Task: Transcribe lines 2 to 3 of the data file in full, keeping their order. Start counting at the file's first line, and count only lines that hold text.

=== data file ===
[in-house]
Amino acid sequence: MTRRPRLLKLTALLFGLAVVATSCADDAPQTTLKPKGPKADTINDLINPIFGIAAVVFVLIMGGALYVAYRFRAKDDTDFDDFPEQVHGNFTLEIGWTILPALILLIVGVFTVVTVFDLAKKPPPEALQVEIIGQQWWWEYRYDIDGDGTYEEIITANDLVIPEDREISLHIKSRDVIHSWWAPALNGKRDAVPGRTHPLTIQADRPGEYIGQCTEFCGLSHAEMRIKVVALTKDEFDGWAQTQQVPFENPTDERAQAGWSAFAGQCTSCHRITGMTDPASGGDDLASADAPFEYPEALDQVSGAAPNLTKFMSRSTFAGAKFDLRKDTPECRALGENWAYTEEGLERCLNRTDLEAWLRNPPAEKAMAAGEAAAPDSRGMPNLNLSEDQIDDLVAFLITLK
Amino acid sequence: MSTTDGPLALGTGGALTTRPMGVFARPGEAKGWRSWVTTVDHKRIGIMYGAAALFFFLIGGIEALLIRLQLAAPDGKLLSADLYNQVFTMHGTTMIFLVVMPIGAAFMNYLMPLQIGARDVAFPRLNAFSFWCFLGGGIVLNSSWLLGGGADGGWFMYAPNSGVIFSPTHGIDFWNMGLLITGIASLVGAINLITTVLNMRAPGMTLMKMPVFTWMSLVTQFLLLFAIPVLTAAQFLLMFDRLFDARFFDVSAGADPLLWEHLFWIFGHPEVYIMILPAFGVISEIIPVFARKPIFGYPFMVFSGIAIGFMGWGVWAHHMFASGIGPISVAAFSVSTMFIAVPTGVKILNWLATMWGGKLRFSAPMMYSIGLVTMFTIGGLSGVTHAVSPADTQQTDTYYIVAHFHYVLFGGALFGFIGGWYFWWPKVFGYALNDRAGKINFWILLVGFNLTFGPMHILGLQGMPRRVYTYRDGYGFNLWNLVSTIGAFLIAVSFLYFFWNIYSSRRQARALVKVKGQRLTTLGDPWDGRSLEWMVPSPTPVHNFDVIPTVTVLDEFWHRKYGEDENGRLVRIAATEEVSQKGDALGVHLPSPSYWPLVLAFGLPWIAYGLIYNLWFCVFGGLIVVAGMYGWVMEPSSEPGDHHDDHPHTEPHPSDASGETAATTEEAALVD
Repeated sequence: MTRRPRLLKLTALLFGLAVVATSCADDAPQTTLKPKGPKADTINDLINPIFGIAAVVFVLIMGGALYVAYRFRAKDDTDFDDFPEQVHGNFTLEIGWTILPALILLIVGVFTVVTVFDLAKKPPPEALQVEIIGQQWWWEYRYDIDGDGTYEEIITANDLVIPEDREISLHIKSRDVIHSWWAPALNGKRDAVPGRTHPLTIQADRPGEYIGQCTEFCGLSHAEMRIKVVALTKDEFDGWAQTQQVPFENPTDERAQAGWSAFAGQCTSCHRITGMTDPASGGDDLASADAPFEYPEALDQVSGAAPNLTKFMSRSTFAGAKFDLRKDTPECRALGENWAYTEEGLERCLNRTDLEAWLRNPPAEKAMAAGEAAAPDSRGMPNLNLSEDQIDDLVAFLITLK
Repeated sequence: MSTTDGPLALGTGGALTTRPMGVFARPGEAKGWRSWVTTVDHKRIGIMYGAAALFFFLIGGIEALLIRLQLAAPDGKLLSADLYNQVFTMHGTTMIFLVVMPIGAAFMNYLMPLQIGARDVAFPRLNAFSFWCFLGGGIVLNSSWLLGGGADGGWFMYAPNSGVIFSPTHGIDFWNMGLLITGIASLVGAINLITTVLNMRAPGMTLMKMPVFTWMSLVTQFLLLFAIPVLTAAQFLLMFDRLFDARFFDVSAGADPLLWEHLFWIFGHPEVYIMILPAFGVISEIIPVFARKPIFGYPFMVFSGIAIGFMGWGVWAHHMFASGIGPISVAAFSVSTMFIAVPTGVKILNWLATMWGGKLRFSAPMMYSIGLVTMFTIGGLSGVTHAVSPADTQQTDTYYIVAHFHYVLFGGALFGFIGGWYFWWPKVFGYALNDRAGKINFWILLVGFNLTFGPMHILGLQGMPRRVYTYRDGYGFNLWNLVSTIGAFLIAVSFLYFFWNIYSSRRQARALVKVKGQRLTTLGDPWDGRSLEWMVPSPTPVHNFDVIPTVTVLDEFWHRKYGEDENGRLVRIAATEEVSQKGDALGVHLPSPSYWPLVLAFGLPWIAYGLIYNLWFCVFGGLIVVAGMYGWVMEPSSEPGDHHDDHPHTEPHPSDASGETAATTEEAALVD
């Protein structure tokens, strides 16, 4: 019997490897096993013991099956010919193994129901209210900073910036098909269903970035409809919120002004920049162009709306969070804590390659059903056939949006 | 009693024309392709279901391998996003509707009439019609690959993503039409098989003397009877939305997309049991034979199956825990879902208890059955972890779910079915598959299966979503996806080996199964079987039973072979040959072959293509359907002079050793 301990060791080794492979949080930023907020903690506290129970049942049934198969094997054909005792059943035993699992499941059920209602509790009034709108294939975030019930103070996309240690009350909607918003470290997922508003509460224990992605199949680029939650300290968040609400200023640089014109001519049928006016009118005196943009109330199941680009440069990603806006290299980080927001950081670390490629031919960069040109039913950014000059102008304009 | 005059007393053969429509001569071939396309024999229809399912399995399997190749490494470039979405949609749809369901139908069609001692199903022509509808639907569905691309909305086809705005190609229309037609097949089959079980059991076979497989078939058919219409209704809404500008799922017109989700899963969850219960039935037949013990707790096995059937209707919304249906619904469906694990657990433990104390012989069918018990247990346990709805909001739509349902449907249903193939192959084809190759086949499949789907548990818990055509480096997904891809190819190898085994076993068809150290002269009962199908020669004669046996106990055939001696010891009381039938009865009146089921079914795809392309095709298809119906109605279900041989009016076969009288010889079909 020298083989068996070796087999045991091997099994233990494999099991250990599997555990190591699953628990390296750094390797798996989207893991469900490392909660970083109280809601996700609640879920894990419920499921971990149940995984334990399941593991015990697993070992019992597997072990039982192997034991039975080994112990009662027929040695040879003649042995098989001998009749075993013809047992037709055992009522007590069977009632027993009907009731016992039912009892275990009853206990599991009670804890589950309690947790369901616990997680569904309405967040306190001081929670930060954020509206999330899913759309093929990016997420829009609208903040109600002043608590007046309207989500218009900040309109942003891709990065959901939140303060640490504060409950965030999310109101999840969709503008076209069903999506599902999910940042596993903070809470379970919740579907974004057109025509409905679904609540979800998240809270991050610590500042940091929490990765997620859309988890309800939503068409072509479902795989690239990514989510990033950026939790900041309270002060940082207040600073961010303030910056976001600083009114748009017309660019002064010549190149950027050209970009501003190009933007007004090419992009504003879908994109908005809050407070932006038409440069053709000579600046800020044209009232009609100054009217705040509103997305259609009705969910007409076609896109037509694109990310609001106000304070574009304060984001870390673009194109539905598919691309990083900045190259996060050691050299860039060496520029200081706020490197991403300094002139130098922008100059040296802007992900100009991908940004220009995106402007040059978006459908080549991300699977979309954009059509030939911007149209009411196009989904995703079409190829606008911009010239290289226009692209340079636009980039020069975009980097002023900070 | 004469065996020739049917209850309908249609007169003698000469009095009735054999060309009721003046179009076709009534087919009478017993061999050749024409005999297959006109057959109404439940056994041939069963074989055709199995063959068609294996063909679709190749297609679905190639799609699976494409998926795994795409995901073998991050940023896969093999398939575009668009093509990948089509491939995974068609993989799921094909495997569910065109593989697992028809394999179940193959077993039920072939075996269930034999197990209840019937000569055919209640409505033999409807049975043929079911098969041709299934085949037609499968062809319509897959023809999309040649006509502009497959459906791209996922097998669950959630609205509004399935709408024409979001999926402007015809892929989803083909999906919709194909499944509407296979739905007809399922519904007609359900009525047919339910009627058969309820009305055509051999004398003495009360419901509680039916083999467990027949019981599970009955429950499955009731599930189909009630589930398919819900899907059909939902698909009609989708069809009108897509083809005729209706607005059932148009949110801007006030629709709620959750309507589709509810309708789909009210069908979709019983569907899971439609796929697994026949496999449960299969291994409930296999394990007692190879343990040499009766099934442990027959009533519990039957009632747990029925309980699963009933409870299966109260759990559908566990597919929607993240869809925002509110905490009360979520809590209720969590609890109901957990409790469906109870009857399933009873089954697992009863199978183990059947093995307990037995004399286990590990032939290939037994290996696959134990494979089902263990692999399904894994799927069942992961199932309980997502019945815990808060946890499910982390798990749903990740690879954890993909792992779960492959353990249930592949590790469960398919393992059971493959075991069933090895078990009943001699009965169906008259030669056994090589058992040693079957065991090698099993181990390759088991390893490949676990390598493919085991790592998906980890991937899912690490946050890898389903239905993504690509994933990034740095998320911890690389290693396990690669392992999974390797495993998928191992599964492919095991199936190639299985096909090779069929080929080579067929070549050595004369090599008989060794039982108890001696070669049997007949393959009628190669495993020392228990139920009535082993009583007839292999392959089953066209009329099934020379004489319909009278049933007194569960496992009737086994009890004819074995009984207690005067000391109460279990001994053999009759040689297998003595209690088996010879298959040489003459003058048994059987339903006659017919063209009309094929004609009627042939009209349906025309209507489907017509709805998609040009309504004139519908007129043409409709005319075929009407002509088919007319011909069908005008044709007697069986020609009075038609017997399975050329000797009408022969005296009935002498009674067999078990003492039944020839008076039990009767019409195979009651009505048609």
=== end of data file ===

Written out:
Amino acid sequence: MTRRPRLLKLTALLFGLAVVATSCADDAPQTTLKPKGPKADTINDLINPIFGIAAVVFVLIMGGALYVAYRFRAKDDTDFDDFPEQVHGNFTLEIGWTILPALILLIVGVFTVVTVFDLAKKPPPEALQVEIIGQQWWWEYRYDIDGDGTYEEIITANDLVIPEDREISLHIKSRDVIHSWWAPALNGKRDAVPGRTHPLTIQADRPGEYIGQCTEFCGLSHAEMRIKVVALTKDEFDGWAQTQQVPFENPTDERAQAGWSAFAGQCTSCHRITGMTDPASGGDDLASADAPFEYPEALDQVSGAAPNLTKFMSRSTFAGAKFDLRKDTPECRALGENWAYTEEGLERCLNRTDLEAWLRNPPAEKAMAAGEAAAPDSRGMPNLNLSEDQIDDLVAFLITLK
Amino acid sequence: MSTTDGPLALGTGGALTTRPMGVFARPGEAKGWRSWVTTVDHKRIGIMYGAAALFFFLIGGIEALLIRLQLAAPDGKLLSADLYNQVFTMHGTTMIFLVVMPIGAAFMNYLMPLQIGARDVAFPRLNAFSFWCFLGGGIVLNSSWLLGGGADGGWFMYAPNSGVIFSPTHGIDFWNMGLLITGIASLVGAINLITTVLNMRAPGMTLMKMPVFTWMSLVTQFLLLFAIPVLTAAQFLLMFDRLFDARFFDVSAGADPLLWEHLFWIFGHPEVYIMILPAFGVISEIIPVFARKPIFGYPFMVFSGIAIGFMGWGVWAHHMFASGIGPISVAAFSVSTMFIAVPTGVKILNWLATMWGGKLRFSAPMMYSIGLVTMFTIGGLSGVTHAVSPADTQQTDTYYIVAHFHYVLFGGALFGFIGGWYFWWPKVFGYALNDRAGKINFWILLVGFNLTFGPMHILGLQGMPRRVYTYRDGYGFNLWNLVSTIGAFLIAVSFLYFFWNIYSSRRQARALVKVKGQRLTTLGDPWDGRSLEWMVPSPTPVHNFDVIPTVTVLDEFWHRKYGEDENGRLVRIAATEEVSQKGDALGVHLPSPSYWPLVLAFGLPWIAYGLIYNLWFCVFGGLIVVAGMYGWVMEPSSEPGDHHDDHPHTEPHPSDASGETAATTEEAALVD